Another Mother’s Day has come and gone. I asked R.J. about why we have such a holiday and he said it was probably just something the greeting card companies came up with as a marketing scheme. That’s what it turned into once companies realized how much profit there was to be made, but the woman, Anna Jarvis, who started the modern-day version in the United States simply wanted to honor her dead mother.
So, there you go, not all holidays were conceived out of greed. Only exploited after the fact. I’m not really that upset. I was just curious.
It’s nice to have a day where people are nice to each other even if it is only out of obligation. There’s hugs and kisses and visits. There’s time spent where we were sure there wasn’t any the week before. There are positive thoughts and kind words.
Now that I think about it funerals and memorial services are a lot like holidays…
Why is it that we can only manage to see the good in people on holidays and after they’re gone? Why is it that we can’t take the time to visit until holidays come around or people are on their death beds? Why is it that forgiveness can only come when the pressure of interaction either forces us to or is the opportunity is gone forever?
What a waste!
If we don’t care for someone while their alive why would we suddenly think they’re the greatest person ever after they’re gone?
I’m not saying we should spit on graves. Hell, no. What I’m saying is the time to move past shit is while it can still do some good.
And why wait until once or twice a year to be nice to someone? Do you think your mother would hate seeing you any other time of the year or not want some small token of affection? I was going to say flowers, but some women literally hate getting flowers.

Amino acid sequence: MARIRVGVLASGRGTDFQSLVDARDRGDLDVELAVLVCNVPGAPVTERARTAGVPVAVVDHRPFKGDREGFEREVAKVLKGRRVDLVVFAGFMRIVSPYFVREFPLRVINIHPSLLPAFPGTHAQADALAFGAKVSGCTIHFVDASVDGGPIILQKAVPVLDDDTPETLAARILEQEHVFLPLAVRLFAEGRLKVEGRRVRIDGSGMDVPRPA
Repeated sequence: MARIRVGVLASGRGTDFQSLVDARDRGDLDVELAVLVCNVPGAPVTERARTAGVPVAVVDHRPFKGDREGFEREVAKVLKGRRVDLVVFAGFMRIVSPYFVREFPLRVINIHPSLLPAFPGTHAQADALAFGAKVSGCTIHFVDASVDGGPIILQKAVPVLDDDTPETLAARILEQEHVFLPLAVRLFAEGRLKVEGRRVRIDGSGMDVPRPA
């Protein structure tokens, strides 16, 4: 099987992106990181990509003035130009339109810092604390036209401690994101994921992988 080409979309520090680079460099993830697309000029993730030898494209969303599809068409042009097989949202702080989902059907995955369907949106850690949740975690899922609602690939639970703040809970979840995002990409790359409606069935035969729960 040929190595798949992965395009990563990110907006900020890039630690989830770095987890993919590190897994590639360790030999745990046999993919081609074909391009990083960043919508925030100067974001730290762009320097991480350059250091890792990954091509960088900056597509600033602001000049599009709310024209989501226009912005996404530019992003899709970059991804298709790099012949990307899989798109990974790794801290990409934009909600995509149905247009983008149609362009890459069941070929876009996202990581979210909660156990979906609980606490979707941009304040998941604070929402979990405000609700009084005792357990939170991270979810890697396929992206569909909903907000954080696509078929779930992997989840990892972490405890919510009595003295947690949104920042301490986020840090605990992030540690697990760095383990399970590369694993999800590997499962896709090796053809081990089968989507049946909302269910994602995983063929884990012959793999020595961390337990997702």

I still don’t get that, but, hey, that’s me. Someone wants to give me something I’ll take it gladly. Might be the frugality coming out…
Look, I’m just as guilty of this as anyone else. I think of someone and wonder if I should call or visit and then get wrapped up in my own world and let it slide. It happens.
But I have also stopped wasting my time being angry at or unforgiving toward people. I try very hard to let any perceived offenses go as quickly as possible. I purposely forget the irritating quirks people have. I have found that if I think good thoughts about people being nice to them becomes easier. It’s also easier to reach out in between holidays.
Not that I do that much, but that’s more of an introverted thing. I’m good on my own.
But at least now, when I do see people, I take the time to compliment them or say something nice to them. Or, hell, even smile.
Because there really is no way of knowing how much time we have left. And I don’t know about you, but I don’t want people to remember me fondly only out of obligation after I’m gone. I want to make every day, every interaction, count.
I want to make people smile and laugh and feel good about themselves even if it’s only for a moment. I want people to know that someone sees them and appreciates them while they’re still here, while it still matters. I want to stop wasting precious time being angry and frustrated over things I can’t change.
And that’s what it all comes down to. We need to stop wasting the most finite resource we have – time – being angry and holding in our kind words until it’s too late.